@Gabriel For me, if there were only the state of perfected one, I would lose options to practise at my own pace. If we go by the early discourses, it’s impossible for any person who wants to become a perfected one to practise as a layperson since complete seclusion from sensual desire is essential, among other things. That would mean all Buddhists must ordain in order to properly practise the teachings of the Buddha. That would be chaotic since there isn’t any lay person who could give them food, and that would mean monastics must break some monastic rules in order to survive (there might be some non-Buddhists who are willing to support the monastics, but I think that they would be very few in number). So, you either ordain in order to become a perfected one, or stay as a worldling and wander in the cycle of birth and death without end, and with high chances of being reborn in the lower realms.
As for your original question, the practical value of other states of noblehood, for me, is options (for awakening). Those who practise Buddhism ultimately want to make an end to all suffering/realise awakening, but some people still enjoy sensual pleasures, so they may aspire to become either stream-enterers or once-returners since these states are available to them. For some, they still enjoy the bliss of absorption, so they may aspire to become non-returners. Though, I agree with you the fact that there’s no way of verifying the first two stages of noblehood is a little problematic (non-returners are without sensual desire and anger, so perhaps they can be verified more easily?). Still, I wouldn’t worry about it too much since it is clear that some things from the early discourses must be gone by (wise) faith. Personally, instead of worrying if I realise this stage or that stage, I am more concerned about unwholesome things that I must let go.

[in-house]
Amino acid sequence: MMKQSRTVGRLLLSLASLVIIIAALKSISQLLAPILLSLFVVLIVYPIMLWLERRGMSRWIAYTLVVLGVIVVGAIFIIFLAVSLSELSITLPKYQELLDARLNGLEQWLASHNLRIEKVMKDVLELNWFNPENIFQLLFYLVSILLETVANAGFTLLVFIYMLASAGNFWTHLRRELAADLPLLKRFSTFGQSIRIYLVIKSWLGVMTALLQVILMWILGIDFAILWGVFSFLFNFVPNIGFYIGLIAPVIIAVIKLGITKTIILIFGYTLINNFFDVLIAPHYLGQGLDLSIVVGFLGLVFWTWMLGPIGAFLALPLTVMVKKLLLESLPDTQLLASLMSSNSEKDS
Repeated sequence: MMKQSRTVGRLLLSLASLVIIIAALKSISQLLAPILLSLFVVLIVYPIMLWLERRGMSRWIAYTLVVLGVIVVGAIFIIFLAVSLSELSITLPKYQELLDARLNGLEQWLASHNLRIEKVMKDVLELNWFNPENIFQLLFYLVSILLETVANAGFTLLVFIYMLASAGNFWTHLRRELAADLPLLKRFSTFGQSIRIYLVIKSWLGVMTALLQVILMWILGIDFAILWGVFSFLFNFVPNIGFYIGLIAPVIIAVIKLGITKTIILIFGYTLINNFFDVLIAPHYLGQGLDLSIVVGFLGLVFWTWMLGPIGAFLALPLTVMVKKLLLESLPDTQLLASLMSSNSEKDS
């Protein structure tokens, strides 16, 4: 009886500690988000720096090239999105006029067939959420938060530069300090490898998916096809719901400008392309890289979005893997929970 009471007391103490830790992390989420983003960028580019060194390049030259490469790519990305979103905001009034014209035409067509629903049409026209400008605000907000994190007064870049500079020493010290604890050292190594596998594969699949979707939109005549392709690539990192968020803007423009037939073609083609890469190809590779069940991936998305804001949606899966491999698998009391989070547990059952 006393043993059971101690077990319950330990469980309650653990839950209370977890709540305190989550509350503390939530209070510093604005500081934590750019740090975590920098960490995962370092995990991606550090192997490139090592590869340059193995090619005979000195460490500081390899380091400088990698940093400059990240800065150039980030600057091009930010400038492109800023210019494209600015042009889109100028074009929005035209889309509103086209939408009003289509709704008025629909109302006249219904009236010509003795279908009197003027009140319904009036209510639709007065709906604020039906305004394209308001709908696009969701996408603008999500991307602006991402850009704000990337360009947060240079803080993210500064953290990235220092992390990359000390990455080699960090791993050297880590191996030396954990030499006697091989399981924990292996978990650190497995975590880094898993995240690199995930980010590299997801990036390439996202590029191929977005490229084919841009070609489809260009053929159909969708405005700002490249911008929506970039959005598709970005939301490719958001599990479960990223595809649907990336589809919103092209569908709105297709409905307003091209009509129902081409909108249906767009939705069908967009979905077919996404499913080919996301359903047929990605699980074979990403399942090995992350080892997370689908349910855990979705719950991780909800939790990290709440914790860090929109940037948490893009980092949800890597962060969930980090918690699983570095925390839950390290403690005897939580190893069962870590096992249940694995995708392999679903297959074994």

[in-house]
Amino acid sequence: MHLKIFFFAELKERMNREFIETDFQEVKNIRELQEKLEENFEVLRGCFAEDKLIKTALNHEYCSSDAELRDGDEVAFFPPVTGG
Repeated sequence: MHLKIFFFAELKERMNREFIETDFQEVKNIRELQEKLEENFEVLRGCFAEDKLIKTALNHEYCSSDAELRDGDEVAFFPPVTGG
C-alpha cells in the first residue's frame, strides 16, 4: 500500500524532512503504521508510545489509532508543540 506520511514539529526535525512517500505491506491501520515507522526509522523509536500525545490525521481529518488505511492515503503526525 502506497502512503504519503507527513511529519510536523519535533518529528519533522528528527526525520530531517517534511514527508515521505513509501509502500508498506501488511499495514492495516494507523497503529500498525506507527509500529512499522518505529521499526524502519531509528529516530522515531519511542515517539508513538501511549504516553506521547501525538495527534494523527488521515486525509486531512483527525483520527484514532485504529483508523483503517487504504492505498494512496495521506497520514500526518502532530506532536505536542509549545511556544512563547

I believe that the category of noblehood is meaningful, and I don’t think it is a hindrance in anyway. Perhaps, for others, the category serves little to no purpose. But for me, first and foremost, it is an explanation of one of the laws of nature. In this case, the natural progression of one who correctly practises the teachings. I think of it this way: in order for a baby to become an adult, the baby must first become a toddler, then become a kid, next become a teen, and finally become an adult. This is the nature of humans. For me, the way that the category of noblehood is presented in the early discourses is the same: that it is the nature of noblehood (the category is presented in a lot of Chinese Agama discourses along with their Gandhari, Sanskrit, and Pali parallels, so I doubt that it’s inauthentic).
On the last point that I would like to make, the Buddha is clear about teaching things that are relevant to the ending of suffering, so I doubt that he would teach about noblehood just because.